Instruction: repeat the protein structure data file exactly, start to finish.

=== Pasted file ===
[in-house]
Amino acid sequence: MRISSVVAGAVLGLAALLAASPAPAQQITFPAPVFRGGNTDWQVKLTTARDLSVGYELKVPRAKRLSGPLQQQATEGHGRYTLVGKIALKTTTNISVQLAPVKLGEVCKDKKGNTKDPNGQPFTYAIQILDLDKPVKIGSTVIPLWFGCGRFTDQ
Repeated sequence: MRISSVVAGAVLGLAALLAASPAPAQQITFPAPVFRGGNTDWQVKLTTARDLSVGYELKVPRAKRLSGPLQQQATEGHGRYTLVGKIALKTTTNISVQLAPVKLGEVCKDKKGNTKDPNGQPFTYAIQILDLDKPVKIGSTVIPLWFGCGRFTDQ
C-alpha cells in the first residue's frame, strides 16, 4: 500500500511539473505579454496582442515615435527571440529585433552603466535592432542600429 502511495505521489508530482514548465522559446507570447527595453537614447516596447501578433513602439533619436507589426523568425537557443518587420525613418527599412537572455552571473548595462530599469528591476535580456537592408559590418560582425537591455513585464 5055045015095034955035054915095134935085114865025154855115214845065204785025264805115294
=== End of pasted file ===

[in-house]
Amino acid sequence: MRISSVVAGAVLGLAALLAASPAPAQQITFPAPVFRGGNTDWQVKLTTARDLSVGYELKVPRAKRLSGPLQQQATEGHGRYTLVGKIALKTTTNISVQLAPVKLGEVCKDKKGNTKDPNGQPFTYAIQILDLDKPVKIGSTVIPLWFGCGRFTDQ
Repeated sequence: MRISSVVAGAVLGLAALLAASPAPAQQITFPAPVFRGGNTDWQVKLTTARDLSVGYELKVPRAKRLSGPLQQQATEGHGRYTLVGKIALKTTTNISVQLAPVKLGEVCKDKKGNTKDPNGQPFTYAIQILDLDKPVKIGSTVIPLWFGCGRFTDQ
C-alpha cells in the first residue's frame, strides 16, 4: 500500500511539473505579454496582442515615435527571440529585433552603466535592432542600429 502511495505521489508530482514548465522559446507570447527595453537614447516596447501578433513602439533619436507589426523568425537557443518587420525613418527599412537572455552571473548595462530599469528591476535580456537592408559590418560582425537591455513585464 5055045015095034955035054915095134935085114865025154855115214845065204785025264805115294